Partly cloudy skies greeted 25 visitors (24 students and 1 instructor) from Western University’s History, Science & Technology class to the Cronyn Observatory for Exploring the Stars, Wednesday, October 24th, 7:00 p.m. Since the lecture room beneath the dome was not available, graduate students Allison Hill and Emily McCullough arranged chairs in the dome to accommodate the visitors for the digital slide presentation.
Because of partly cloudy skies Allison and Emily immediately brought the visitors onto the Observatory’s roof patio to observe the 3-day-past-first quarter gibbous Moon through amateur telescopes. RASC London Centre members Everett Clark and Bob Duff showed them the Moon through the London Centre’s 25.4cm Dobsonian, using 17mm Nagler eyepiece (66X), and the Observatory’s 8-inch (20.3cm) Meade Schmidt-Cassegrain, using the 12.5mm Ortho (160X) eyepiece.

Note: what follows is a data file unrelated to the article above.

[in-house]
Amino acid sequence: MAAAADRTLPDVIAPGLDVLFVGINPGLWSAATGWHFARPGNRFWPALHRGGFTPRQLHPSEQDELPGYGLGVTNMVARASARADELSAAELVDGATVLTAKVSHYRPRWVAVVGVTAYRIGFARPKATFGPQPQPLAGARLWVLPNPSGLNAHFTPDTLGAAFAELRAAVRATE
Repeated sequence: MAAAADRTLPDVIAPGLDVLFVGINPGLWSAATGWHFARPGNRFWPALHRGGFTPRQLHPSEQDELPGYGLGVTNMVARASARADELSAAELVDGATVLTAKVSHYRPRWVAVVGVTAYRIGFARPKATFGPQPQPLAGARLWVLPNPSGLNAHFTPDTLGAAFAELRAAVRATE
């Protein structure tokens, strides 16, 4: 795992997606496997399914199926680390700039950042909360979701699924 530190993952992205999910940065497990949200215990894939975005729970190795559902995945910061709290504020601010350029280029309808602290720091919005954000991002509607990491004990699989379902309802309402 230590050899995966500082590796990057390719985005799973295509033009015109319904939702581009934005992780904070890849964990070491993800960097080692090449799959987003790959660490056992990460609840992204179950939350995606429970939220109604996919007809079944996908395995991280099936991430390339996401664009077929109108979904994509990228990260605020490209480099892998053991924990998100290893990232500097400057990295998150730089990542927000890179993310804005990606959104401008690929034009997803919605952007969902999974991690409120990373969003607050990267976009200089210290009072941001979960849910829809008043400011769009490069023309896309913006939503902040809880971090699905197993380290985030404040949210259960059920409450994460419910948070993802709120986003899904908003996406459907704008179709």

This was followed by Allison’s digital slide presentation, “Astronomy– An Ancient Perspective,” shown on the west wall inside the dome. Emily then distributed 25 “Star Finder” planispheres and showed the visitors how to assemble and use them. (Bob Duff brought a batch of 100 “Star Finder” planispheres from RASC.)
The skies gradually cleared through the evening and there was more observing of the Moon and the star Vega through the 25.4cm refractor, using the 32mm Erfle eyepiece (137X), and the Dobsonian. Bob put the 18mm Radian eyepiece (111X) in the Schmidt-Cassegrain for an excellent wide field view of the Moon. He answered questions and discussed the lunar maria and formation of the Moon. Everybody was gone by 8:45 p.m. after a very enjoyable and informative evening.
Higher Education Liaison
RASC London Centre